The Writings of Thomas Jefferson, Volume 12
Issued under the auspices of the Thomas Jefferson memorial association of the United States, 1903 - History - 505 pages
Volume 12 in the 20-book set of writings from Thomas Jefferson, this text includes the letters the president wrote after his return to the United States from France in 1789 until his death in 1826. This volume also includesan essay entitledJefferson's Passports to Immorality by George Graham Vest, a former senator from Missouri.
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affection affection and respect Affectionate salutations ALBERT GALLATIN answer application assurances August authority become believe bring British called carry certainly character circumstances citizens collector communicate Congress consider consideration consultation continue course DEAR Dearborn defence desire direct doubt embargo embargo law enclose England equal esteem Europe execution express fact favor force foreign France friends give given Governor ground hands hope important Indians interests JAMES Jefferson judge July kind land leave Legislature letter March means measure meet ment militia Mississippi MONTICELLO necessary never object occasion opinion orders Orleans passed peace permit persons ports present principles proper proposed provisions question received render respect rules salute SECRETARY supplies suppose things thought tion United vessels WASHINGTON whole wish
Page iii - He has waged cruel war against human nature itself, violating its most sacred rights of life and liberty in the persons of a distant people who never offended him, captivating and carrying them into slavery in another hemisphere, or to incur miserable death in their transportation thither. This piratical warfare, the opprobrium of INFIDEL powers, is the warfare of the CHRISTIAN king of Great Britain. Determined to keep open a market where MEN should be bought and sold, he has prostituted his negative...
Page xxvii - Equal and exact justice to all men, of whatever state or persuasion, religious or political; peace, commerce, and honest friendship with all nations, entangling alliances with none; the support of the State governments in all their rights, as the most competent administrations for our domestic concerns and the surest bulwarks against antirepublican tendencies; the preservation of the General Government in its whole constitutional vigor, as the sheet anchor of our peace at home and safety abroad...
Page xxviii - ... a well-disciplined militia, our best reliance in peace and for the first moments of war, till regulars may relieve them ; the supremacy of the civil over the military authority ; economy in the public expense, that labor may be lightly burdened ; the honest payment of our debts and sacred preservation of the public faith...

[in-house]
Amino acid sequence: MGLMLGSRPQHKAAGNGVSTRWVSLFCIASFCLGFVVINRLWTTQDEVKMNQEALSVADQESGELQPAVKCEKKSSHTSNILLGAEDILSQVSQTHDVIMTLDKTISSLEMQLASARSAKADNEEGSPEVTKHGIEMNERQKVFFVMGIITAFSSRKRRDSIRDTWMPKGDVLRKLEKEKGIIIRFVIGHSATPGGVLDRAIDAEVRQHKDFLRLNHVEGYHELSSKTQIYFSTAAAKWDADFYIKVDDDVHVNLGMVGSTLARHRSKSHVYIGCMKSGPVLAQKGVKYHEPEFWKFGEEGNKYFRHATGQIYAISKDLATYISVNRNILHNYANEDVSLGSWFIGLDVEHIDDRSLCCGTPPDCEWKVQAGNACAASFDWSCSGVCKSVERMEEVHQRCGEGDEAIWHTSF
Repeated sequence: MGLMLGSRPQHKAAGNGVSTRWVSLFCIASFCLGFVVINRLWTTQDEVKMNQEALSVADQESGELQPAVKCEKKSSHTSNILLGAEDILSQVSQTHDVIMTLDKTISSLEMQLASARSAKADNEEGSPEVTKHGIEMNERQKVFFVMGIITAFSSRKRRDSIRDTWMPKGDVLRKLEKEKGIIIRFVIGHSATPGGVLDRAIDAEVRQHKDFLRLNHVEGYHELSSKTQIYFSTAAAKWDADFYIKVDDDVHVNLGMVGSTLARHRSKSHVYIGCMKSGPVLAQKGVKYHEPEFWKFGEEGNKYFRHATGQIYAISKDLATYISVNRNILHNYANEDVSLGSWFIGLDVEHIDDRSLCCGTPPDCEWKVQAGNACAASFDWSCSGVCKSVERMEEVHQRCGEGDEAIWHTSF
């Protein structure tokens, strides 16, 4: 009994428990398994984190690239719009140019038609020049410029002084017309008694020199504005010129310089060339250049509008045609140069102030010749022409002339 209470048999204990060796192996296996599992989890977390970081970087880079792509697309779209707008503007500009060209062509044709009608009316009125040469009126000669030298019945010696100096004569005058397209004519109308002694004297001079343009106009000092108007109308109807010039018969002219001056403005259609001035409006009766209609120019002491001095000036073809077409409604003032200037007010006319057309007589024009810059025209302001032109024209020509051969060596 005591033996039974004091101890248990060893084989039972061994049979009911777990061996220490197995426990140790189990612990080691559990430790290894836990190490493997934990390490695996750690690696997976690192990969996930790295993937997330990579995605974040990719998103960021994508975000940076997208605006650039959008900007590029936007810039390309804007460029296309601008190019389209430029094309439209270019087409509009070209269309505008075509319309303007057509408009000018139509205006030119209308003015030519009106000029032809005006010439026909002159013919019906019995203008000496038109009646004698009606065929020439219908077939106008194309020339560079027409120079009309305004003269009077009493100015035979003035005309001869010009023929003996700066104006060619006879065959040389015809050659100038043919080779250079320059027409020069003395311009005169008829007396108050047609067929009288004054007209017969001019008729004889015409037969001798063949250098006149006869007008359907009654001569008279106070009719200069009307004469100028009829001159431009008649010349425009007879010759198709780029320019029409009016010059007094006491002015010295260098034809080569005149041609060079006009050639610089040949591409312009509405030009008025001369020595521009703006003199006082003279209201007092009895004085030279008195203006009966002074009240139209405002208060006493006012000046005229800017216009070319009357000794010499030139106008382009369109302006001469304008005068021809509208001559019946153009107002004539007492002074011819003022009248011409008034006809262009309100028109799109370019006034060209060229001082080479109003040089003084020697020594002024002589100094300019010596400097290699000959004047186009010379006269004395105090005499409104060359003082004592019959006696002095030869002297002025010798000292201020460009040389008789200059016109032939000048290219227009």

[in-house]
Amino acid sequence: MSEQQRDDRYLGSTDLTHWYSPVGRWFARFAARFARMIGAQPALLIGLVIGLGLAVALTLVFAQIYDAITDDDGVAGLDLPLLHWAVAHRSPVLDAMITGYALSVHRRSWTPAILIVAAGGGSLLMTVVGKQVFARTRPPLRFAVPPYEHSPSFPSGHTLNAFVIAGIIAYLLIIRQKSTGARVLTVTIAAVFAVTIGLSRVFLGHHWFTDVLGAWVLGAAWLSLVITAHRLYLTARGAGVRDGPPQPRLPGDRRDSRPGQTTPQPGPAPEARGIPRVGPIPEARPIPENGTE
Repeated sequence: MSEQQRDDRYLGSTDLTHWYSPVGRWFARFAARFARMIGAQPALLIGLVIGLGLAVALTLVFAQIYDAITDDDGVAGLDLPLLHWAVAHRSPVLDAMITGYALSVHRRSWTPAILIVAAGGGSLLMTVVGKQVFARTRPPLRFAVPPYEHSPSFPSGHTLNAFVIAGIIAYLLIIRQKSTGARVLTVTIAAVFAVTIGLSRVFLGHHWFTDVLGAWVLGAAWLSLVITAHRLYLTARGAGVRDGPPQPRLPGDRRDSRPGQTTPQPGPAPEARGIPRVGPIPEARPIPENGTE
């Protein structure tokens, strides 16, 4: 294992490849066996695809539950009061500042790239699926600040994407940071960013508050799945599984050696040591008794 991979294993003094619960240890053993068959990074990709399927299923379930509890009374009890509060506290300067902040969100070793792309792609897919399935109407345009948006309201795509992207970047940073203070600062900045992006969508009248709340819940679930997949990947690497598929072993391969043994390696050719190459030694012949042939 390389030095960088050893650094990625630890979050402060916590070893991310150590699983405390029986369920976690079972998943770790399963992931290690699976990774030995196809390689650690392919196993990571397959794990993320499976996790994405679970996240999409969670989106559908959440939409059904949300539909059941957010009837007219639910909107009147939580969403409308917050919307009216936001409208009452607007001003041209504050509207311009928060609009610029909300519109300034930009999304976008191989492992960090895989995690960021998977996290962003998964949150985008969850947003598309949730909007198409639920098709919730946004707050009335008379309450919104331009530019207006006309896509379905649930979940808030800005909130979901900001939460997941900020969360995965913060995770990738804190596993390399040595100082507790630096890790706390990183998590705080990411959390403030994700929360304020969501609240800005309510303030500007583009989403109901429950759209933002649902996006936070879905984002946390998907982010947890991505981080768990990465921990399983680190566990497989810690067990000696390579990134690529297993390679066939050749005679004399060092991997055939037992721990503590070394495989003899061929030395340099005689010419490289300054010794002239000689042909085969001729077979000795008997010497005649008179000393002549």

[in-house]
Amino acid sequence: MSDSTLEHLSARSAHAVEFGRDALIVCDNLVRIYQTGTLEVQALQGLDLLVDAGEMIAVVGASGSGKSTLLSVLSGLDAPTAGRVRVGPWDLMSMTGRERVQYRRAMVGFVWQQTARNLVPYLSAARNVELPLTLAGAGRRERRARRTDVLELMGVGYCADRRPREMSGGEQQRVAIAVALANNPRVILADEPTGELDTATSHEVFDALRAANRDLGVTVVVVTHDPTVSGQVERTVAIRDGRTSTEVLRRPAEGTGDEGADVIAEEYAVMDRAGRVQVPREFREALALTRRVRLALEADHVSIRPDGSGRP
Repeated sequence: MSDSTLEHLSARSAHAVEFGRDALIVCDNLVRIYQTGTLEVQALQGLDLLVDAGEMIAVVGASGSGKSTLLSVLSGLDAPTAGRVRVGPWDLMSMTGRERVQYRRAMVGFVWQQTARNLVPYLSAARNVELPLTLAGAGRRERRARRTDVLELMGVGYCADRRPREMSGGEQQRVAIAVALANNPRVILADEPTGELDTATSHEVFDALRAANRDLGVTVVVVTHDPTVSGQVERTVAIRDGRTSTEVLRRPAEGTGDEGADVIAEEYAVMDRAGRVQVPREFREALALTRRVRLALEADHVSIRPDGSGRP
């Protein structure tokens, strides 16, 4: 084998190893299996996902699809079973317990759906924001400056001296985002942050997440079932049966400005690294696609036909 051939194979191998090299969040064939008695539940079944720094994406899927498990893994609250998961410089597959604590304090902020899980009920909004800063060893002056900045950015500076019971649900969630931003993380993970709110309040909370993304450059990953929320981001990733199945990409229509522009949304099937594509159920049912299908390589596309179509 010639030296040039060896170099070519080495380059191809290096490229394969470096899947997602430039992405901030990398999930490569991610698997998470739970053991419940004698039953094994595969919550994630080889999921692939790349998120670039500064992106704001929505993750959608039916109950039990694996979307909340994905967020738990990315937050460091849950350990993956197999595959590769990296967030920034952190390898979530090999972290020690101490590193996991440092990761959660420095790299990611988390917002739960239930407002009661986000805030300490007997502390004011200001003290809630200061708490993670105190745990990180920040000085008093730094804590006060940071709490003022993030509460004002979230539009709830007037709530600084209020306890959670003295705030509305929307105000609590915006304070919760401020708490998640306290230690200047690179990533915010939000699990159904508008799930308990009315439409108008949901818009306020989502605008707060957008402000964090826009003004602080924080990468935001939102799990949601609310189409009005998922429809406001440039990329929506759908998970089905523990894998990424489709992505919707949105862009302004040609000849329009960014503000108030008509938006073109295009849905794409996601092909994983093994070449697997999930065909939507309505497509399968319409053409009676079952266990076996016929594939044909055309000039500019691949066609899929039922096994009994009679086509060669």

Page 256 - Never did a prisoner, released from his chains, feel such relief as I shall on shaking off the shackles of power. Nature intended me for the tranquil pursuits of science, by rendering them my supreme delight.
Page iv - That after the year 1800 of the Christian era, there shall be neither slavery nor involuntary servitude in any of the said States, otherwise than in punishment of crimes, whereof the party shall have been duly convicted to have been personally guilty.
Page xxix - We have lived long, but this is the noblest work of our whole lives. The treaty which we have just signed has not been obtained by art or dictated by force; equally advantageous to the two contracting parties, it will change vast solitudes into flourishing districts. From this day the United States take their place among the powers of the first rank; the English lose all exclusive influence in the affairs of America.
Page 266 - Behold, here I am ; witness against me before the Lord, and before his anointed ; whose ox have I taken ? or whose ass have I taken? or whom have I defrauded ? whom have I oppressed ? or of whose hand have I received any bribe to blind mine eyes therewith ? and I will restore it you. And they said, Thou hast not defrauded us, nor oppressed us, neither hast thou taken aught of any man's hand.
Page xxvii - Government in its whole constitutional vigor, as the sheet anchor of our peace at home and safety abroad; a jealous care of the right of election by the people — a mild and safe corrective of abuses which are lopped by the sword of revolution where peaceable remedies are unprovided...